An Anchorage man and reality TV star has pleaded not guilty to first-degree auto theft and driving under the influence in an Aug. 4 incident in which Alaska State Troopers found the man pinned under a crashed car that turned out to have been stolen from Homer.
Homer Police and Alaska State Troopers on Aug. 11 charged the man, Tyler D. Johnson, 38, with first-degree vehicle theft and driving under the influence — but not before discovering Johnson had been discharged from South Peninsula Hospital after being treated for injuries in the crash involving a stolen red 2000 Toyota Echo. Troopers said that Johnson did not wear a seatbelt and the crash ejected him from the Toyota.
Johnson has appeared in the National Geographic Channel reality television show “Ultimate Survival Alaska,” where he competed with Team Mountaineers.
Police and troopers had a warrant to arrest Johnson, but at a hearing Aug. 19 and on a motion from Johnson’s Anchorage attorney, John Cashion, Homer Judge Margaret Murphy canceled the warrant and held an out-of-custody arraignment. Murphy set a $1,000 cash performance bond for Johnson. Cashion said his client had heard of the charges and asked Cashion to file a motion to quash the warrants and request an arraignment.
In a case that crosses city and trooper boundaries, police allege Johnson stole the Toyota Echo from the Homer Spit sometime after 10:45 p.m. Aug. 3. Troopers discovered the stolen car when at about 12:30 a.m. Aug. 4 they went to a car crash near Mile 165 Sterling Highway north of Homer and found Johnson pinned under the Toyota.
In a criminal complaint, Trooper John Probst said the Toyota had rolled down an embankment and into the brush. Bystanders were helping Johnson, and Anchor Point Emergency Medical Services medics had responded. Johnson had blood on his face, smelled of alcohol and was conscious and alert with slurred speech, Probst wrote. Medics transported Johnson to the hospital with possible major injuries.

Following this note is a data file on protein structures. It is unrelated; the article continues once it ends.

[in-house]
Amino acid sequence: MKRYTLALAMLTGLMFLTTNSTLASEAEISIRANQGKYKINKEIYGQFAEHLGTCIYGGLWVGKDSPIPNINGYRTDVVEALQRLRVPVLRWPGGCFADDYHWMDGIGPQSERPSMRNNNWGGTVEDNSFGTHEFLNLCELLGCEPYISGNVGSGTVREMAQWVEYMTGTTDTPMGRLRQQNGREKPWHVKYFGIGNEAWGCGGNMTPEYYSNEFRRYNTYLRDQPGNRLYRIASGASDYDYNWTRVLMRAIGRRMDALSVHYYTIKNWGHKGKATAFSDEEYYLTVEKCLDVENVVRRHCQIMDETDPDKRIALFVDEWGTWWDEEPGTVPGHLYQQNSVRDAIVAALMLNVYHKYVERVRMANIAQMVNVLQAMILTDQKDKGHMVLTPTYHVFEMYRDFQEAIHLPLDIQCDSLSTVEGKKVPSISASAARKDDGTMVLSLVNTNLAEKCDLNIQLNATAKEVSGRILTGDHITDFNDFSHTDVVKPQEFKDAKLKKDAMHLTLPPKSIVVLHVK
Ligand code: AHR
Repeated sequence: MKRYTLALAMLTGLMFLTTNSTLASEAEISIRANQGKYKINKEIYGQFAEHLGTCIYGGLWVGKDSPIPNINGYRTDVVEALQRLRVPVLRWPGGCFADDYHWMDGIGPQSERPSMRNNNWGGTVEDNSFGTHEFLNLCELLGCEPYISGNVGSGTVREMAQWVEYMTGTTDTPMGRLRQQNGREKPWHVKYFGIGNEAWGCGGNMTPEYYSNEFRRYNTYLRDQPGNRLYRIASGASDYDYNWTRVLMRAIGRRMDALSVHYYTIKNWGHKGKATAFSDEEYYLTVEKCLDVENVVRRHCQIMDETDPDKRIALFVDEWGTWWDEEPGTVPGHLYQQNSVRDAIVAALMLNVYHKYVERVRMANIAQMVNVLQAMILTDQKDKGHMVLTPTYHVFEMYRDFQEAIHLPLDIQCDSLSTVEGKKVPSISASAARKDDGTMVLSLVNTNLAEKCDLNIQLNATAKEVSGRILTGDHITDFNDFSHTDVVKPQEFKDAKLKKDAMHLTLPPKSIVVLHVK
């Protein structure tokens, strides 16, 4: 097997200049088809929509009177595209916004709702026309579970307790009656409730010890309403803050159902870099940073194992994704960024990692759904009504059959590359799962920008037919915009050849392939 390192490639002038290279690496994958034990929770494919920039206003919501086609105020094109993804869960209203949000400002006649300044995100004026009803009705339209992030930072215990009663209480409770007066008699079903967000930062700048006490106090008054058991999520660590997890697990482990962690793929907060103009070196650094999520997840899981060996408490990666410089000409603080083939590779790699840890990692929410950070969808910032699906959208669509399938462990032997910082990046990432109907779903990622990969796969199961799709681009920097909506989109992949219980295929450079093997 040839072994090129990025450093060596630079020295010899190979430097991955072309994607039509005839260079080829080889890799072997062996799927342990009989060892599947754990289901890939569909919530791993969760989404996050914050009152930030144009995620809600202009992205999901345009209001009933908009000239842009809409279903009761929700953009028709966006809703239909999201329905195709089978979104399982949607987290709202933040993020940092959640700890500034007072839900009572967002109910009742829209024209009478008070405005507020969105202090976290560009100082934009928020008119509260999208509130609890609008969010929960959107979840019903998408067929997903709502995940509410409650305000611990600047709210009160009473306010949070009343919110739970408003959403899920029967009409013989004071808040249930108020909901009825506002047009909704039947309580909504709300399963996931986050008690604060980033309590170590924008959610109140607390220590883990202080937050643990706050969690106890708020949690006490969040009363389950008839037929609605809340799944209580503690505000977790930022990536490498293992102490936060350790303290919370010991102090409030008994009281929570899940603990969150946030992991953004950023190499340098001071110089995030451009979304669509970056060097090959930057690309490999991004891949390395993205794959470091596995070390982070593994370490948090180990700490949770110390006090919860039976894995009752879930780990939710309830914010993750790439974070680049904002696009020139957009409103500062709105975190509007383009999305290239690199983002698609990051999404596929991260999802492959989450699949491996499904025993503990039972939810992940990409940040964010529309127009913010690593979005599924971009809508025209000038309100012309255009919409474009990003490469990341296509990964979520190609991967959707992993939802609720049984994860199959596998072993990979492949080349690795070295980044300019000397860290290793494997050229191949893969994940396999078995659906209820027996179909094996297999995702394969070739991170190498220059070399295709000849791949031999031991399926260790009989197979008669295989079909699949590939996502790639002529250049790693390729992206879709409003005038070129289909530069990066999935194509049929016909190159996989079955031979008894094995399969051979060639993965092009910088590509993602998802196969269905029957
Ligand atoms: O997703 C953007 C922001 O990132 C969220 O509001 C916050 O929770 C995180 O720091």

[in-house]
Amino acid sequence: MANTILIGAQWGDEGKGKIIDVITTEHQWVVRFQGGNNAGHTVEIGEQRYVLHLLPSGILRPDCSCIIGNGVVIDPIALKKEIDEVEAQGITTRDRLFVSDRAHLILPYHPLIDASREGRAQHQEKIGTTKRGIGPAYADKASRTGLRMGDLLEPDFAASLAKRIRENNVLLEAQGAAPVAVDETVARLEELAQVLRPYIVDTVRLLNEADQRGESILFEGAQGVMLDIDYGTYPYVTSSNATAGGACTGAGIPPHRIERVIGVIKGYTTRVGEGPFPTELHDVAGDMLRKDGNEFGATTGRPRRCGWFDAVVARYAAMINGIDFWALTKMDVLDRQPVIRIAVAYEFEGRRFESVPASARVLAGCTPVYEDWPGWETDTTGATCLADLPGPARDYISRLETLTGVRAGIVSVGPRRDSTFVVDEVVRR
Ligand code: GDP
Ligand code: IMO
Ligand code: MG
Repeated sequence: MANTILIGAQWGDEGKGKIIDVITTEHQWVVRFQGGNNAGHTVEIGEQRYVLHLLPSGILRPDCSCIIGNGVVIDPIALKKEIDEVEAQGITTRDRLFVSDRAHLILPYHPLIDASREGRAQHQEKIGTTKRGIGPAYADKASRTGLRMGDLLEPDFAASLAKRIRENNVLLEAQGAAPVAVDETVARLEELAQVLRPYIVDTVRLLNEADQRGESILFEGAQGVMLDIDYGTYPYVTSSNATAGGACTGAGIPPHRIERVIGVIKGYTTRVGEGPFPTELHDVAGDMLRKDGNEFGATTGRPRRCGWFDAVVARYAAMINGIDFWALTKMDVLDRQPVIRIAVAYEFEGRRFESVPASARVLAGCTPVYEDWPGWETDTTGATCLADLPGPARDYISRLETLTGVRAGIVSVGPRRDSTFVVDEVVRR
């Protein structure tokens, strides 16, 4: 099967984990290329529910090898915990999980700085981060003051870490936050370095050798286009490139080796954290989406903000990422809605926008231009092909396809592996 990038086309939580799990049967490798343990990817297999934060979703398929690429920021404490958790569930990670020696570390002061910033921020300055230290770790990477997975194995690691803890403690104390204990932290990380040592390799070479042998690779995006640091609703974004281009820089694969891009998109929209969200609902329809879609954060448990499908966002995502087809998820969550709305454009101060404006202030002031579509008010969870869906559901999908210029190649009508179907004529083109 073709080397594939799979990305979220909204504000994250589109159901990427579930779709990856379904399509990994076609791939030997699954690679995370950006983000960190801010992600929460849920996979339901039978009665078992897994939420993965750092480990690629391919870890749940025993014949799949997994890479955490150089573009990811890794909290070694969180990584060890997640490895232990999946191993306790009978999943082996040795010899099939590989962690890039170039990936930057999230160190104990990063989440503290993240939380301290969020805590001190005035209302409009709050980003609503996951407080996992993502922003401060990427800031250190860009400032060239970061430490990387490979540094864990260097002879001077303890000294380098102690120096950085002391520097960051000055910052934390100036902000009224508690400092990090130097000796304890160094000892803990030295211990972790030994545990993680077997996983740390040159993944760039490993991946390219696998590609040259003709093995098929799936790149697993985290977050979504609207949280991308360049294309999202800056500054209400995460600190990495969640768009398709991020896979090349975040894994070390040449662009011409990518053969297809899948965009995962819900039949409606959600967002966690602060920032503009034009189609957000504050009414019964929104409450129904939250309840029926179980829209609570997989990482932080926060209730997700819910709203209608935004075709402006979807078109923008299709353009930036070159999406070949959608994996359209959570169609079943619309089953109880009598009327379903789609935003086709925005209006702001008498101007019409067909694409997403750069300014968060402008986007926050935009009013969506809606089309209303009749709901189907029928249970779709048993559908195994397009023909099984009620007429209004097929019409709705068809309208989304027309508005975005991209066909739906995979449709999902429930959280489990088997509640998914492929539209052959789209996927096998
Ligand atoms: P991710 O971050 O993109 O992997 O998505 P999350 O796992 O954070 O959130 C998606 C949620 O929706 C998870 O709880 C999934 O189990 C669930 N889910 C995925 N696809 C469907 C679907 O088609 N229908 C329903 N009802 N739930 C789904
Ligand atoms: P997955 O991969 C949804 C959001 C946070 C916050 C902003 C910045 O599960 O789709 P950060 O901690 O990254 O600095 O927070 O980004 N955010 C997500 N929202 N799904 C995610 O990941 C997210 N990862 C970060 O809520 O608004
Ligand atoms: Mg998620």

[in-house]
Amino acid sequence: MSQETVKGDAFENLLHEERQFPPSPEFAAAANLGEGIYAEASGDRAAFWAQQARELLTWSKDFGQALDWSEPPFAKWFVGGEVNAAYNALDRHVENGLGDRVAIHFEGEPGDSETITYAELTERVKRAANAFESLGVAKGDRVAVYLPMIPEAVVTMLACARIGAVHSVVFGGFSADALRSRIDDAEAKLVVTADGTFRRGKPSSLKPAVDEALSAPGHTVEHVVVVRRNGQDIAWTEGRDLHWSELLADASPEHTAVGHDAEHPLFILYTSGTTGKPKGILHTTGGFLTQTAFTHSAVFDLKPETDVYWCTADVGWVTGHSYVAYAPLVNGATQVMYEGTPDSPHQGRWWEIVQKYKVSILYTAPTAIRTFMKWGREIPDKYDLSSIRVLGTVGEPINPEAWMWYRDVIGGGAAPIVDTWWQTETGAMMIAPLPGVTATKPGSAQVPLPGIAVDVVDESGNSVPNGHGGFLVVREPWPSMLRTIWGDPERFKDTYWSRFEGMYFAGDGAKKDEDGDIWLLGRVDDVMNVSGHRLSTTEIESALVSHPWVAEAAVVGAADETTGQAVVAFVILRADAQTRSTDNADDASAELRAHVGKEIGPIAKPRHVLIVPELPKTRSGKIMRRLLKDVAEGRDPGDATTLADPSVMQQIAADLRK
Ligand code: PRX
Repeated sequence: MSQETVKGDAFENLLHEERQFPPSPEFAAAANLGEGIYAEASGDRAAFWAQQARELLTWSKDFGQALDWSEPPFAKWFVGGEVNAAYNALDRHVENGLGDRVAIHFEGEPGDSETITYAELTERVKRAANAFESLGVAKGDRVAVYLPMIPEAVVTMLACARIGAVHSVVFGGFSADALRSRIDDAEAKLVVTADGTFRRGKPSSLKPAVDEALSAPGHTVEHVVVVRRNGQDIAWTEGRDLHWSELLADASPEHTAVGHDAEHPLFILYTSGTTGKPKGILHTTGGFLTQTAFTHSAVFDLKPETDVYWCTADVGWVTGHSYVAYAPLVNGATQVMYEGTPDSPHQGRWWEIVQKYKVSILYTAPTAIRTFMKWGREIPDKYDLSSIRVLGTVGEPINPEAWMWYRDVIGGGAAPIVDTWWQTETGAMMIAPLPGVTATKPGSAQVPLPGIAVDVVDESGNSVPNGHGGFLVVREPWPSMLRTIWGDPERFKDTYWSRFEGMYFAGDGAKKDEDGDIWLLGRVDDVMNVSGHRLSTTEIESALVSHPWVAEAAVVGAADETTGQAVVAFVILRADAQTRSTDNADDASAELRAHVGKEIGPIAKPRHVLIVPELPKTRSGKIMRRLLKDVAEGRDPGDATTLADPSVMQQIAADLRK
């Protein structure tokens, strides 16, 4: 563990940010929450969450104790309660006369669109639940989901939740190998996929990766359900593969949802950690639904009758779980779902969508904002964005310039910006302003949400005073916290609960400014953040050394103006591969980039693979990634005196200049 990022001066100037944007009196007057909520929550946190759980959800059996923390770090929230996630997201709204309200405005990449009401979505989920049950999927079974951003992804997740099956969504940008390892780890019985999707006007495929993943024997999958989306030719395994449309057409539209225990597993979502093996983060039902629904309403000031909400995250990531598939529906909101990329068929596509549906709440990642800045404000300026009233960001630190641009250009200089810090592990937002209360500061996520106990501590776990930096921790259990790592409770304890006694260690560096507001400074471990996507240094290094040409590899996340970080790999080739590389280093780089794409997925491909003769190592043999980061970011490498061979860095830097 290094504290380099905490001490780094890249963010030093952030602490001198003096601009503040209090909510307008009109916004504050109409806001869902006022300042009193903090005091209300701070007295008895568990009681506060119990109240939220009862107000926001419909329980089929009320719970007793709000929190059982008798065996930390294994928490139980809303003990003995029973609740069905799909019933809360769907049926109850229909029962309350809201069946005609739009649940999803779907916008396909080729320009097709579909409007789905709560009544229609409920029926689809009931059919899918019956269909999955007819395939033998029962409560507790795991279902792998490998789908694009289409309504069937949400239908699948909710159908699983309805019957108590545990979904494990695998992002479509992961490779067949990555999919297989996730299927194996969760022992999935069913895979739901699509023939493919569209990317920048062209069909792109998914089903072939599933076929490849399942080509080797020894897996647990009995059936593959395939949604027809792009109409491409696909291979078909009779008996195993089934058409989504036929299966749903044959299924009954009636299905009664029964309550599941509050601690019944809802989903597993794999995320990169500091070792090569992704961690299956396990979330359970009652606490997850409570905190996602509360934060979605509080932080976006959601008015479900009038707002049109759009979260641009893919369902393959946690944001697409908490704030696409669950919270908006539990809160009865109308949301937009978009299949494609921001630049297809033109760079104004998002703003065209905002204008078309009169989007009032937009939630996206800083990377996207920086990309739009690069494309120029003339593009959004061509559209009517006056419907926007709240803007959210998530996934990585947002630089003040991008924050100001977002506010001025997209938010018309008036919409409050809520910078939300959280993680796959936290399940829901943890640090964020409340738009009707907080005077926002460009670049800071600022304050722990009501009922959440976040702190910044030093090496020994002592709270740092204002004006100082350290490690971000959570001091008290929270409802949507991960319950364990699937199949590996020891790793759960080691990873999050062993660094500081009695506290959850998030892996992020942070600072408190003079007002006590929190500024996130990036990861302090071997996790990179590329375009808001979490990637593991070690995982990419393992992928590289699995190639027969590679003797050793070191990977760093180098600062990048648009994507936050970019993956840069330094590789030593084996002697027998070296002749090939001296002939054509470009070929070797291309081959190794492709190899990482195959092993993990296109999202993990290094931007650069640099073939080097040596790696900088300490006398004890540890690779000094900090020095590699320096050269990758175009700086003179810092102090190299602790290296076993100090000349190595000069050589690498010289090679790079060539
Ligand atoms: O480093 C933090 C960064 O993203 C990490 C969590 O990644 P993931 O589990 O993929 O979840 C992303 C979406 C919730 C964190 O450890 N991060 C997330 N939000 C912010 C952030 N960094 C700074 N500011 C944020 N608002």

Probst said Johnson told him he had been drinking at the Salty Dawg with a man from Tennessee and they got drunk. The man gave him a ride in a red car to get his pickup truck in Anchor Point, Johnson said. The Tennessee man ran away from the car crash, Johnson claimed.
Homer Police investigated the car theft. After contacting the registered owner, a Homer woman, they determined she had recently sold it to a Homer man with an address of a Spit restaurant. Police contacted the man’s son at the Spit restaurant. The son said his father bought the Toyota for him. The son said he had parked the car in front of the restaurant with the keys in the ignition.
“So many of the vehicles that get stolen in Homer have the keys in the car,” said Homer Police Chief Mark Robl. “It’s almost every time. It’s nearly impossible to hot-wire a modern vehicle.”
Probst and Homer Police Officer Nathan Hull interviewed Johnson at the hospital. Johnson said he flew into Homer about 10 p.m. and walked toward the Spit. He remembered a construction flagger with a long beard saying hello to him. He then hitchhiked to the Salty Dawg and got drunk with the guy who picked him up. Troopers later got a search warrant for Johnson’s hospital records. A blood test showed he had a blood alcohol level of .204 percent, troopers said.
Police interviewed a bartender at the Salty Dawg, and she said she remembered a man with a Kentucky driver’s license picked up Johnson and brought him to the bar and that Johnson used an ATM at the bar and bought lots of drinks. She said she remembered Johnson leaving alone because she had asked him how he was going to get home.
Officer Hull interviewed a flagger who said he remembered seeing a guy walking by he identified as Johnson from a driver’s license photo. Without being asked, the flagger said he later saw the same guy go by driving a small red car. The flagger said he was sure because the driver in the red car had to stop in front of him and wait for a pilot car. He said Johnson was alone in the car.
Police did not arrest Johnson on Aug. 4 because he was being treated. Hull said police contacted the hospital and asked them to call police when Johnson was released. On Aug. 6, police called the hospital and determined Johnson had been discharged. Robl said there had been some miscommunication between police and the hospital and couldn’t say whose fault it was that police were not notified.
The hospital can disclose some limited patient information without patient authorization to police, said SPH spokesperson Derotha Ferraro. That disclosure is not mandatory, and staff are not legally required to comply with a request from police or troopers of the time and date of a patient’s discharge.
Johnson had two separate case and charges against him, the theft charge filed by Homer Police and the DUI charge filed by Alaska State Troopers. Police and troopers cooperated in the investigation. Cashion, Johnson’s attorney, said the charges have since been consolidated into one case.
Michael Armstrong can be reached at firstname.lastname@example.org.